"Once upon a time, but like, not that long ago really..."
A cheesy fairy tale of stereotypical high school relationships on its surface, though it doesn't take long to break the formula.
Flux Theatre Ensemble hosted their preview-performances for Jane The Plain (written by August Schulenburg, directed by Kelly O'Donnell) this weekend. The production from its very first line – see above – is a cheesy fairy tale of stereotypical high school relationships on its surface, though it doesn't take long to break the formula with fun character choices and the courage to go surreal.
The character-names alone could introduce you to the cast. Betty the Pretty and Lexi the Sexy (Becky Byers and Sol Crespo) cheer for their Plainview High School Jaguars while Scotty the Hotty and Leeson the Decent (Chinaza Uche and Chester Poon) are the team's quarterbacks. Meanwhile, Leonard the Awkward and the eponymous Jane the Plain (Isaiah Tanenbaum and Alisha Spielmann) play Magic: The Gathering and study for class. Everything feels quite normal and cleanly labeled at the beginning, especially since the cast nails their simple character traits.
However, all it takes is a chemistry project to give the play its fire. At the drop of a word –"beautiful" – we suddenly go to dirty phone messages, broken bones, sexual rediscovery, explosions, and the mysterious Glowing Girl and Mirror Man. The result is a team of caricatures who later grow through their absurd circumstances and realize what life is about.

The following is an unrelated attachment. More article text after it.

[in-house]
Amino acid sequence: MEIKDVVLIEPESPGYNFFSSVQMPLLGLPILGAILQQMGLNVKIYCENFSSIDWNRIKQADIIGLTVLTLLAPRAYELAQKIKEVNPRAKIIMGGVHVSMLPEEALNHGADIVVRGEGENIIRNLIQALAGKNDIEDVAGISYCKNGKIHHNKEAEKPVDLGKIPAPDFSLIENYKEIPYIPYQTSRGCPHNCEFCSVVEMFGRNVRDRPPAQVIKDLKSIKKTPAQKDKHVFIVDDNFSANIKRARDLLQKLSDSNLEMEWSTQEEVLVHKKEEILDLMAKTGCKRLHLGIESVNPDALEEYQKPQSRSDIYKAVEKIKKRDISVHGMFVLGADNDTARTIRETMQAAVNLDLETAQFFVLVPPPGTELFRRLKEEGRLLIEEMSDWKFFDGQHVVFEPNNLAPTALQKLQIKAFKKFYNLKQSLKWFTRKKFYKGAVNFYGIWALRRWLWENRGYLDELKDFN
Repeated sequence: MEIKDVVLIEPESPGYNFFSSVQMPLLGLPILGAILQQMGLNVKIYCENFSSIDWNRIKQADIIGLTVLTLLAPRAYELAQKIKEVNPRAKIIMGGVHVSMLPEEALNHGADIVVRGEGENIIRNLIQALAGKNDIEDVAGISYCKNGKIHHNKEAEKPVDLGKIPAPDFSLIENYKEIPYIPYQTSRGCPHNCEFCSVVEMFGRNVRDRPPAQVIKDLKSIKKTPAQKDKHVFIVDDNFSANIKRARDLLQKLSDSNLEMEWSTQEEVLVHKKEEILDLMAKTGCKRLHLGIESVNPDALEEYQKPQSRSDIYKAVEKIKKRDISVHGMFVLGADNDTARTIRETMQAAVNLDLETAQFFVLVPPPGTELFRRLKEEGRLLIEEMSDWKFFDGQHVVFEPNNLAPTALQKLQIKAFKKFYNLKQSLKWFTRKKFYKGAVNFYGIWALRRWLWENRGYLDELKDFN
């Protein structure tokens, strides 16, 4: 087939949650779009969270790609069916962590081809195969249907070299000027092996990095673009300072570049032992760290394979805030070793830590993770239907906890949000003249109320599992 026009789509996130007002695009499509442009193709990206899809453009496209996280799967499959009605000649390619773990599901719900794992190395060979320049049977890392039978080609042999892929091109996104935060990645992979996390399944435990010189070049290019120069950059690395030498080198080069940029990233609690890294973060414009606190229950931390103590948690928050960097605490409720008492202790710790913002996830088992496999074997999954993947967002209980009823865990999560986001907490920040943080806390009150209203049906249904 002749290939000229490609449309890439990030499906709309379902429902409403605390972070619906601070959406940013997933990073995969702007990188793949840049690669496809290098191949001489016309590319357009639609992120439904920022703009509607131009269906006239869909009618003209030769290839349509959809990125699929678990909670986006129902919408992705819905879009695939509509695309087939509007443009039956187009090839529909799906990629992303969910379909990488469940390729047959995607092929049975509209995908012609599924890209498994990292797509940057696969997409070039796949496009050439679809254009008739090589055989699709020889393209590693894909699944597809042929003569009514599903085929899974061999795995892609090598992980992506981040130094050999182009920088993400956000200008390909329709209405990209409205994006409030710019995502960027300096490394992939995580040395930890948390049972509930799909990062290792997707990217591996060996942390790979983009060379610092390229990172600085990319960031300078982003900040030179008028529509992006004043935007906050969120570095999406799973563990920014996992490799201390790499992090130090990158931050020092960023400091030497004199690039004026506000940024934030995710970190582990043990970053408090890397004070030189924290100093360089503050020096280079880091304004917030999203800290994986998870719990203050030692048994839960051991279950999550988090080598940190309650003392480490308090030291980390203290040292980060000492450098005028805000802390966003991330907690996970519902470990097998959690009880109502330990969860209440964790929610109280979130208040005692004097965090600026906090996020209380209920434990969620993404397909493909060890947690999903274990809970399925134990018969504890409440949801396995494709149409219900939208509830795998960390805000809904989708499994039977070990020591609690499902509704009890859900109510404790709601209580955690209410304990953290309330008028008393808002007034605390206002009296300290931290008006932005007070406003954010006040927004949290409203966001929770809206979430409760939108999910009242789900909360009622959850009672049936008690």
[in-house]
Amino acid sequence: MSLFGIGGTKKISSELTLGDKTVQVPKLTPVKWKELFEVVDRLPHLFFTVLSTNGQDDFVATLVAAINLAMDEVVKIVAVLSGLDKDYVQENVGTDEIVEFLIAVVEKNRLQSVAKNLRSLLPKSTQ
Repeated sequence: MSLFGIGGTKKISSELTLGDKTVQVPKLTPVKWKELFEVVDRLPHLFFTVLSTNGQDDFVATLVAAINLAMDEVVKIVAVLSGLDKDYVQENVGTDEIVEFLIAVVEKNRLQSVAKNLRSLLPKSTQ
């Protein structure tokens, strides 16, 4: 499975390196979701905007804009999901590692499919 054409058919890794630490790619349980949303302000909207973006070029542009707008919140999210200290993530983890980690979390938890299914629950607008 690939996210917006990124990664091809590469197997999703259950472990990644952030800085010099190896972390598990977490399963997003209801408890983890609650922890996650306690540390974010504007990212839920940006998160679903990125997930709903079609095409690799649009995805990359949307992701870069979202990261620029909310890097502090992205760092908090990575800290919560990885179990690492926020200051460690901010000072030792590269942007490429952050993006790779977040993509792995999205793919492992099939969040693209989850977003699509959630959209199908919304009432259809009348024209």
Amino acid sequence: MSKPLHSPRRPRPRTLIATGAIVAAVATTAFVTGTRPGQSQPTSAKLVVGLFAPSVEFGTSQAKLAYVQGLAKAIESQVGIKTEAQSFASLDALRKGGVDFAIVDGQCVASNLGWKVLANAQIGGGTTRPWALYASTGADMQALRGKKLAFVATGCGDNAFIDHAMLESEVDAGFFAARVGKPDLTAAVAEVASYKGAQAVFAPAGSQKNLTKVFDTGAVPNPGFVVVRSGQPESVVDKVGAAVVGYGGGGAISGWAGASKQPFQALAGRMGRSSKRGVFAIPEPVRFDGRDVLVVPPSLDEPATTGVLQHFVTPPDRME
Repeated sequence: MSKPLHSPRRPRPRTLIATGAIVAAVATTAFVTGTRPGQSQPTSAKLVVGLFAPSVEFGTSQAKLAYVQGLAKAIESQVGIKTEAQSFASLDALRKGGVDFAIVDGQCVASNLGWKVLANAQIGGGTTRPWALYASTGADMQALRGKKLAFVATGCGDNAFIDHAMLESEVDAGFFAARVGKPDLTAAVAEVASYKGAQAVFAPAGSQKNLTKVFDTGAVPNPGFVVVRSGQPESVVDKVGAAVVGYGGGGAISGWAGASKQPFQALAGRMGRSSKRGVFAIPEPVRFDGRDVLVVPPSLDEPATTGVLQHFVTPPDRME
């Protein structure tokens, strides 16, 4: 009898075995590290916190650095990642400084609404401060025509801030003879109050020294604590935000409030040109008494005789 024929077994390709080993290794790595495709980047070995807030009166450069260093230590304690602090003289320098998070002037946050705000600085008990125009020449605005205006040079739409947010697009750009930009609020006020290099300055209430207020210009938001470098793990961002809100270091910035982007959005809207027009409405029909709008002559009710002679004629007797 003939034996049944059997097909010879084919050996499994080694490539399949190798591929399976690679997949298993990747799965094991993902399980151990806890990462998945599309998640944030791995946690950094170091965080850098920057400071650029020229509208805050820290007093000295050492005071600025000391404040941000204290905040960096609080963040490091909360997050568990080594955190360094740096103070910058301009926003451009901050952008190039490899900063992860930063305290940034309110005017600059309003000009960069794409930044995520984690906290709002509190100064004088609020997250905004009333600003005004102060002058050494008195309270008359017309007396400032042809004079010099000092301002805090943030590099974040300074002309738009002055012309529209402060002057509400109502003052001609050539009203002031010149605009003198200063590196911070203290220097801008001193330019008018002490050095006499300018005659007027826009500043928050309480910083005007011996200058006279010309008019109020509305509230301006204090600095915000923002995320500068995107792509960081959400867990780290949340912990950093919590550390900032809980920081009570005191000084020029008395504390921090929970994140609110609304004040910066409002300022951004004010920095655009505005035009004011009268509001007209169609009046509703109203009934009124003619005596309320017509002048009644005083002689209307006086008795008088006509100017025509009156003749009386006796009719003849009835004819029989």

While the story has compelling twists and turns which usually make sense (though not without the occasional stretch), the narrative deserves specific attention for breaking the fourth wall. By being self-aware of its theatrical format, Jane The Plain opens itself up to new ways to tell a teenage fairy tale. One example uses the idea of DJ-like record-scratching to repeat important lines during simultaneous conversations.
The direction created fun opportunities for the cast to support scenes. Fingertips and a drum provide a rainy atmosphere to great effect in one scene. You can also see where the show's other design aspects were in sync with the big picture, such as when swift choreography helps move bleachers between scenes. Even the set's high school wall being torn away at the edges is a clue that foreshadows the standard high school-formula breaking.
All in all, the show earns its confetti. The cast created some great moments, both individually and as a team. It's worth your time if you love the comedy that comes with high school politics... and if you don't, you may still enjoy how it shakes off the norms of narrative to share its story.